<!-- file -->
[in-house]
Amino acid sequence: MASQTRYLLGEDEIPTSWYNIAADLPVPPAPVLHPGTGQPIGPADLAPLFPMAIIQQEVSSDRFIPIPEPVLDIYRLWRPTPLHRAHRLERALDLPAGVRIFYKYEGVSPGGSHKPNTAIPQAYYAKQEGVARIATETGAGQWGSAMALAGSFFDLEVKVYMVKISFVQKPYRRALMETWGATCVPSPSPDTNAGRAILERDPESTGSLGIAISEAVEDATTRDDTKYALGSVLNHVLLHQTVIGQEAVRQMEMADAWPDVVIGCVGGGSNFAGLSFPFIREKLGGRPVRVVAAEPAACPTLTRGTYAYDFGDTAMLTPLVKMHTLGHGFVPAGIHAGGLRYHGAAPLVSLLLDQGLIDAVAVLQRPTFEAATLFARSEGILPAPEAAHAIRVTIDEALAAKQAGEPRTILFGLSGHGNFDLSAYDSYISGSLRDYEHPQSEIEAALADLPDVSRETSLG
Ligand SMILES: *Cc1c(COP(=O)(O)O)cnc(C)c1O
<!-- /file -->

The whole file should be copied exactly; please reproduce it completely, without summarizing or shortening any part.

[in-house]
Amino acid sequence: MASQTRYLLGEDEIPTSWYNIAADLPVPPAPVLHPGTGQPIGPADLAPLFPMAIIQQEVSSDRFIPIPEPVLDIYRLWRPTPLHRAHRLERALDLPAGVRIFYKYEGVSPGGSHKPNTAIPQAYYAKQEGVARIATETGAGQWGSAMALAGSFFDLEVKVYMVKISFVQKPYRRALMETWGATCVPSPSPDTNAGRAILERDPESTGSLGIAISEAVEDATTRDDTKYALGSVLNHVLLHQTVIGQEAVRQMEMADAWPDVVIGCVGGGSNFAGLSFPFIREKLGGRPVRVVAAEPAACPTLTRGTYAYDFGDTAMLTPLVKMHTLGHGFVPAGIHAGGLRYHGAAPLVSLLLDQGLIDAVAVLQRPTFEAATLFARSEGILPAPEAAHAIRVTIDEALAAKQAGEPRTILFGLSGHGNFDLSAYDSYISGSLRDYEHPQSEIEAALADLPDVSRETSLG
Ligand SMILES: *Cc1c(COP(=O)(O)O)cnc(C)c1O